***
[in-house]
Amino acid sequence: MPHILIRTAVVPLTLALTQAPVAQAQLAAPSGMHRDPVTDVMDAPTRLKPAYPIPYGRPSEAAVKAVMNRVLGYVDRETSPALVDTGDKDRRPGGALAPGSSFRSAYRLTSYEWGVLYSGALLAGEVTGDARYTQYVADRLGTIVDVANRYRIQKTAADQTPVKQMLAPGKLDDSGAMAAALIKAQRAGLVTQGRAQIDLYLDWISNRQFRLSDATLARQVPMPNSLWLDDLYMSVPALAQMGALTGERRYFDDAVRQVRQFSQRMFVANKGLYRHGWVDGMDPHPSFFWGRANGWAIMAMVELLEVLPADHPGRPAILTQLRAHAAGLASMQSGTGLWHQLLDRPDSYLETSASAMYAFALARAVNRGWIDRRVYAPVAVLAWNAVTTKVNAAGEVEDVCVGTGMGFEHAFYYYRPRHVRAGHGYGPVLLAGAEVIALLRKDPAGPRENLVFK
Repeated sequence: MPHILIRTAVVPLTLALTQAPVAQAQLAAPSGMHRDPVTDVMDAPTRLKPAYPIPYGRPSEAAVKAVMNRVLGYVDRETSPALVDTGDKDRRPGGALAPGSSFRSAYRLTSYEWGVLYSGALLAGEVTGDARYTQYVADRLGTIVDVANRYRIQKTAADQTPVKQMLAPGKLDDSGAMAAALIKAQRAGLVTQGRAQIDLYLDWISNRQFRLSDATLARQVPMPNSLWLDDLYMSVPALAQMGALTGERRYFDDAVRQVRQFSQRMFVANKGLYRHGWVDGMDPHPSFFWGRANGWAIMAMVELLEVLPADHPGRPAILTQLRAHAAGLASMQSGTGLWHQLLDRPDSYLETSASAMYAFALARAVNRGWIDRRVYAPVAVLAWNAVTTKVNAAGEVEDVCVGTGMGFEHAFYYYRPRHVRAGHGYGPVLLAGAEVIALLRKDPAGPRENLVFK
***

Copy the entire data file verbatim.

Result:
[in-house]
Amino acid sequence: MPHILIRTAVVPLTLALTQAPVAQAQLAAPSGMHRDPVTDVMDAPTRLKPAYPIPYGRPSEAAVKAVMNRVLGYVDRETSPALVDTGDKDRRPGGALAPGSSFRSAYRLTSYEWGVLYSGALLAGEVTGDARYTQYVADRLGTIVDVANRYRIQKTAADQTPVKQMLAPGKLDDSGAMAAALIKAQRAGLVTQGRAQIDLYLDWISNRQFRLSDATLARQVPMPNSLWLDDLYMSVPALAQMGALTGERRYFDDAVRQVRQFSQRMFVANKGLYRHGWVDGMDPHPSFFWGRANGWAIMAMVELLEVLPADHPGRPAILTQLRAHAAGLASMQSGTGLWHQLLDRPDSYLETSASAMYAFALARAVNRGWIDRRVYAPVAVLAWNAVTTKVNAAGEVEDVCVGTGMGFEHAFYYYRPRHVRAGHGYGPVLLAGAEVIALLRKDPAGPRENLVFK
Repeated sequence: MPHILIRTAVVPLTLALTQAPVAQAQLAAPSGMHRDPVTDVMDAPTRLKPAYPIPYGRPSEAAVKAVMNRVLGYVDRETSPALVDTGDKDRRPGGALAPGSSFRSAYRLTSYEWGVLYSGALLAGEVTGDARYTQYVADRLGTIVDVANRYRIQKTAADQTPVKQMLAPGKLDDSGAMAAALIKAQRAGLVTQGRAQIDLYLDWISNRQFRLSDATLARQVPMPNSLWLDDLYMSVPALAQMGALTGERRYFDDAVRQVRQFSQRMFVANKGLYRHGWVDGMDPHPSFFWGRANGWAIMAMVELLEVLPADHPGRPAILTQLRAHAAGLASMQSGTGLWHQLLDRPDSYLETSASAMYAFALARAVNRGWIDRRVYAPVAVLAWNAVTTKVNAAGEVEDVCVGTGMGFEHAFYYYRPRHVRAGHGYGPVLLAGAEVIALLRKDPAGPRENLVFK